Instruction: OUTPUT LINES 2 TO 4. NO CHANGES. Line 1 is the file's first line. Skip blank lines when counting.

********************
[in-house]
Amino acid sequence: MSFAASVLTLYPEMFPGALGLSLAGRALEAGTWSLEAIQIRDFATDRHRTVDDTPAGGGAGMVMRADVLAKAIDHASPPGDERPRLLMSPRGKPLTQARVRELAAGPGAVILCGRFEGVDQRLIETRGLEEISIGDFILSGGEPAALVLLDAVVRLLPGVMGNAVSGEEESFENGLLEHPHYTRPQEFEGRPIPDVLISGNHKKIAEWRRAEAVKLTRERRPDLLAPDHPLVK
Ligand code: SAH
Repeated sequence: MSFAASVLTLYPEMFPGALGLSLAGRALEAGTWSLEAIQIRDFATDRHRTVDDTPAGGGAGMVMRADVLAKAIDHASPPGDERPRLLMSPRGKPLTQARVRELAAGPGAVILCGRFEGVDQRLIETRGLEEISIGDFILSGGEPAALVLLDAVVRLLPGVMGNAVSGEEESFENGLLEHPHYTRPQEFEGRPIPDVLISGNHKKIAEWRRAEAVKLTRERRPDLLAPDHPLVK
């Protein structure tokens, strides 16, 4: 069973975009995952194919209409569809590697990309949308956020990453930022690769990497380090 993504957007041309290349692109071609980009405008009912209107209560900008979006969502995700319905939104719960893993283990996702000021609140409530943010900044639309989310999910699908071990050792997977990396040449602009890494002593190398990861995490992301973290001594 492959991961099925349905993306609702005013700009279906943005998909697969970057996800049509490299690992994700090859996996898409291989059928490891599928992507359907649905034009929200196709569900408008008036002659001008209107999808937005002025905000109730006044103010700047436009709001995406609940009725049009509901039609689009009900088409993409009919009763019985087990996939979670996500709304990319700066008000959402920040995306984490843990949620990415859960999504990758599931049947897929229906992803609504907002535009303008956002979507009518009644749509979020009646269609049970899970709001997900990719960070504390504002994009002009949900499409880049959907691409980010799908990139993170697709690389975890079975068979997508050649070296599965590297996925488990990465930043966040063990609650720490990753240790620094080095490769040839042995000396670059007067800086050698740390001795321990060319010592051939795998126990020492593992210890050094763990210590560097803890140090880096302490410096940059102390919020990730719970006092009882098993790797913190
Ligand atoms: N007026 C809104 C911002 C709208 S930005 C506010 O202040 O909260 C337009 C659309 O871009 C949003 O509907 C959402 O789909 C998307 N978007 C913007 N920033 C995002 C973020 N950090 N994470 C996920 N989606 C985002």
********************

Amino acid sequence: MSFAASVLTLYPEMFPGALGLSLAGRALEAGTWSLEAIQIRDFATDRHRTVDDTPAGGGAGMVMRADVLAKAIDHASPPGDERPRLLMSPRGKPLTQARVRELAAGPGAVILCGRFEGVDQRLIETRGLEEISIGDFILSGGEPAALVLLDAVVRLLPGVMGNAVSGEEESFENGLLEHPHYTRPQEFEGRPIPDVLISGNHKKIAEWRRAEAVKLTRERRPDLLAPDHPLVK
Ligand code: SAH
Repeated sequence: MSFAASVLTLYPEMFPGALGLSLAGRALEAGTWSLEAIQIRDFATDRHRTVDDTPAGGGAGMVMRADVLAKAIDHASPPGDERPRLLMSPRGKPLTQARVRELAAGPGAVILCGRFEGVDQRLIETRGLEEISIGDFILSGGEPAALVLLDAVVRLLPGVMGNAVSGEEESFENGLLEHPHYTRPQEFEGRPIPDVLISGNHKKIAEWRRAEAVKLTRERRPDLLAPDHPLVK